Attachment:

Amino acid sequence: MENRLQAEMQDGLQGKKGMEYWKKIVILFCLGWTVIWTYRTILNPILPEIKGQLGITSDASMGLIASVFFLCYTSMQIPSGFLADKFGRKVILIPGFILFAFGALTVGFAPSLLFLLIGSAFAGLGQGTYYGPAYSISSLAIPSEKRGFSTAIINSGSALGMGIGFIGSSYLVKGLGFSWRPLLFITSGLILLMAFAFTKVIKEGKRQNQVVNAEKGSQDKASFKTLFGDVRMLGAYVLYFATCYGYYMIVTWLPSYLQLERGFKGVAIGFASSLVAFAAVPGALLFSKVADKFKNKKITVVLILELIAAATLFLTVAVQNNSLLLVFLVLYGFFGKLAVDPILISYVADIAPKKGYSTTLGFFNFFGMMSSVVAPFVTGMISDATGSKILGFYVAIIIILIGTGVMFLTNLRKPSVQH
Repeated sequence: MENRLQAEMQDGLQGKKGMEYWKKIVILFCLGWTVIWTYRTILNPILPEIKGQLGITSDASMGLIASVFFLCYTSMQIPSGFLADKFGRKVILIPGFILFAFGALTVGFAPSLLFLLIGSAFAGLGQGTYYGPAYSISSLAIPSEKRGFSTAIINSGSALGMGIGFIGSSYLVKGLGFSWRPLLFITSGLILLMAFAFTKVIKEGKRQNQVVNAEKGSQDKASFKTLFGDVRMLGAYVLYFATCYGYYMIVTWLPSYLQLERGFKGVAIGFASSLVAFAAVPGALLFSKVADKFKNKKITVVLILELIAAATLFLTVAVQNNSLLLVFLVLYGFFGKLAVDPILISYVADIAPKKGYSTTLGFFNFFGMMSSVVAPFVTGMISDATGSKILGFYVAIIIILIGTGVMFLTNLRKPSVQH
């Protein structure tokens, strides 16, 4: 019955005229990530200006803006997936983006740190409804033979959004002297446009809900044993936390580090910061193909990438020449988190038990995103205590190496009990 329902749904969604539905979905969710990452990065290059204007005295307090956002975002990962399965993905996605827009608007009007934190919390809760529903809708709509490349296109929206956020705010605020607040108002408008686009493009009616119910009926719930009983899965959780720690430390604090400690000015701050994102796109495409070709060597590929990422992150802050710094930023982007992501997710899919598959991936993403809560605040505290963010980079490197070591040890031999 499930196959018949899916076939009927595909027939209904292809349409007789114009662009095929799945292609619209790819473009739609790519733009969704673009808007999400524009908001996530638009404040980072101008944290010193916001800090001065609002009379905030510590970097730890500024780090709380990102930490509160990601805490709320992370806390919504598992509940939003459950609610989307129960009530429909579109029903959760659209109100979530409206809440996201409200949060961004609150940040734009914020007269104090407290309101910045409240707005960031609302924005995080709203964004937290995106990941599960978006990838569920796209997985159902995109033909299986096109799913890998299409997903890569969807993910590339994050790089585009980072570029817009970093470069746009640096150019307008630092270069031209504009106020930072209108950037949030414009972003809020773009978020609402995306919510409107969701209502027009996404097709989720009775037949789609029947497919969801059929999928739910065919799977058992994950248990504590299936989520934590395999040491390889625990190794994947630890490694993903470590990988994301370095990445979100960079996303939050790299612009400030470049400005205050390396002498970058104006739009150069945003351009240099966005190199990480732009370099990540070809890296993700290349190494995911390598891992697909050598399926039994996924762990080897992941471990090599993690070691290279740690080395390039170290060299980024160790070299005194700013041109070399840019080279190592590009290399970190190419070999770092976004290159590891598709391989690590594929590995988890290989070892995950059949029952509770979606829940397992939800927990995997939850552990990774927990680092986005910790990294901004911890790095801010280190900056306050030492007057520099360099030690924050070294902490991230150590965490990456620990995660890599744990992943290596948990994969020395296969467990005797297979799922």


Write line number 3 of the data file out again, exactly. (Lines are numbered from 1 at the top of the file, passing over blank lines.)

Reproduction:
């Protein structure tokens, strides 16, 4: 019955005229990530200006803006997936983006740190409804033979959004002297446009809900044993936390580090910061193909990438020449988190038990995103205590190496009990 329902749904969604539905979905969710990452990065290059204007005295307090956002975002990962399965993905996605827009608007009007934190919390809760529903809708709509490349296109929206956020705010605020607040108002408008686009493009009616119910009926719930009983899965959780720690430390604090400690000015701050994102796109495409070709060597590929990422992150802050710094930023982007992501997710899919598959991936993403809560605040505290963010980079490197070591040890031999 499930196959018949899916076939009927595909027939209904292809349409007789114009662009095929799945292609619209790819473009739609790519733009969704673009808007999400524009908001996530638009404040980072101008944290010193916001800090001065609002009379905030510590970097730890500024780090709380990102930490509160990601805490709320992370806390919504598992509940939003459950609610989307129960009530429909579109029903959760659209109100979530409206809440996201409200949060961004609150940040734009914020007269104090407290309101910045409240707005960031609302924005995080709203964004937290995106990941599960978006990838569920796209997985159902995109033909299986096109799913890998299409997903890569969807993910590339994050790089585009980072570029817009970093470069746009640096150019307008630092270069031209504009106020930072209108950037949030414009972003809020773009978020609402995306919510409107969701209502027009996404097709989720009775037949789609029947497919969801059929999928739910065919799977058992994950248990504590299936989520934590395999040491390889625990190794994947630890490694993903470590990988994301370095990445979100960079996303939050790299612009400030470049400005205050390396002498970058104006739009150069945003351009240099966005190199990480732009370099990540070809890296993700290349190494995911390598891992697909050598399926039994996924762990080897992941471990090599993690070691290279740690080395390039170290060299980024160790070299005194700013041109070399840019080279190592590009290399970190190419070999770092976004290159590891598709391989690590594929590995988890290989070892995950059949029952509770979606829940397992939800927990995997939850552990990774927990680092986005910790990294901004911890790095801010280190900056306050030492007057520099360099030690924050070294902490991230150590965490990456620990995660890599744990992943290596948990994969020395296969467990005797297979799922």